Skip to content



readdir - Reads a directory structure from the given opened file descriptor


The readdir() system call reads a single directory entry from a directory opened with the open() system call. It returns the next directory entry in a directory stream pointed to by the file descriptor fd. Upon successful return, the content of the directory entry is copied to the old_linux_dirent structure pointed to by dirp.

The readdir() system call is used to get information about each subdirectory in a filesystem, one entry at a time. It is possible to call this system call on any open file descriptor , regardless of the type of file is associated with it.

The count argument specifies the length of the old_linux_dirent buffer. If the buffer size is not large enough to hold the entire directory entry, an error will be returned.

readdir() does not guarantee that successive calls to this system call with the same file descriptor will always return the entries in the same order.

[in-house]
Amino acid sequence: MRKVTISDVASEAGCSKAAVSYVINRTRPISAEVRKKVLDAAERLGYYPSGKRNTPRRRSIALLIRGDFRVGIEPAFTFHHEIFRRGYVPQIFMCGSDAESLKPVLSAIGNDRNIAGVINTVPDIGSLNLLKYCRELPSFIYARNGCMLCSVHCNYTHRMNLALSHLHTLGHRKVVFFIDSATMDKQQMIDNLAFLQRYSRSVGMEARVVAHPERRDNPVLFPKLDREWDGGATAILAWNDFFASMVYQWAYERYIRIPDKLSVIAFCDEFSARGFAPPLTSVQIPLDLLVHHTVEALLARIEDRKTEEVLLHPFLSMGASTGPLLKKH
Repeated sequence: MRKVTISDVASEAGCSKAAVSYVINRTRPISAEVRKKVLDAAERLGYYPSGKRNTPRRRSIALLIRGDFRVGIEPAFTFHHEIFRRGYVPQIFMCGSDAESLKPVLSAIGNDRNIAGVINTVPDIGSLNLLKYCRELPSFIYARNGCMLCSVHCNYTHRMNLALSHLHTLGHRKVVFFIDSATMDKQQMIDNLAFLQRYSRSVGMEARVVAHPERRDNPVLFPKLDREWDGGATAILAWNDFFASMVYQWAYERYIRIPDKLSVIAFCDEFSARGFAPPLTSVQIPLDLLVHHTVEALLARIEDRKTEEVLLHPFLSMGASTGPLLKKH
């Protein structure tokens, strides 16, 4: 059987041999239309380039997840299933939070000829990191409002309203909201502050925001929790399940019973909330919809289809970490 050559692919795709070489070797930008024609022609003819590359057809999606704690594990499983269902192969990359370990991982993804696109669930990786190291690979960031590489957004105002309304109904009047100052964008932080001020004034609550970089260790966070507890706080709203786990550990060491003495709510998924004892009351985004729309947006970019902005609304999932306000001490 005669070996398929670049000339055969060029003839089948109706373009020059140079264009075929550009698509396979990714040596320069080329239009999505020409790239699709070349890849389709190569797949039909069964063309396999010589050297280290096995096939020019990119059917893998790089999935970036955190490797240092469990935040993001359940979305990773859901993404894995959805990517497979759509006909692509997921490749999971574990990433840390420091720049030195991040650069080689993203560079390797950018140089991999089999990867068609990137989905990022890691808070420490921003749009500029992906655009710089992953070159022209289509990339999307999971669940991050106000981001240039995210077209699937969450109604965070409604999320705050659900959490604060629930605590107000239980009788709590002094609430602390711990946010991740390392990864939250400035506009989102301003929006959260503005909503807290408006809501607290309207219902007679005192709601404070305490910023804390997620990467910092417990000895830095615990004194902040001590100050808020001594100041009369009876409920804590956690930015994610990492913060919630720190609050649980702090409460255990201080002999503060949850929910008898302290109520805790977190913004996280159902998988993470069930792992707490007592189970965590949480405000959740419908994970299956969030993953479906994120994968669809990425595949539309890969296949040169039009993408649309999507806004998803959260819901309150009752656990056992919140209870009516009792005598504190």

• fd:unsigned int[K] - A file descriptor returned from open system call.
  • dirp:struct old_linux_dirent*[K] - A pointer to the structure.
  • count:unsigned int[K] - Total number of bytes for the structure.

Available Tags

  • K - Originated from kernel-space.






Monitoring calls to readdir.

Example Use Case

readdir() can be used to monitor a specific directory in the filesystem. It can be used to monitor or detect any changes or operations, such as the creation of files or the deletion of directories, in the monitored directory.


readdir() is vulnerable to a Time of Check, Time of Use (TOCTOU) race condition, which can result in security vulnerabilities if not carefully handled.

open(), seekdir(), getdents(), rewinddir()

This document was automatically generated by OpenAI and needs review. It might not be accurate and might contain errors. The authors of Tracee recommend that the user reads the "events.go" source file to understand the events and their arguments better.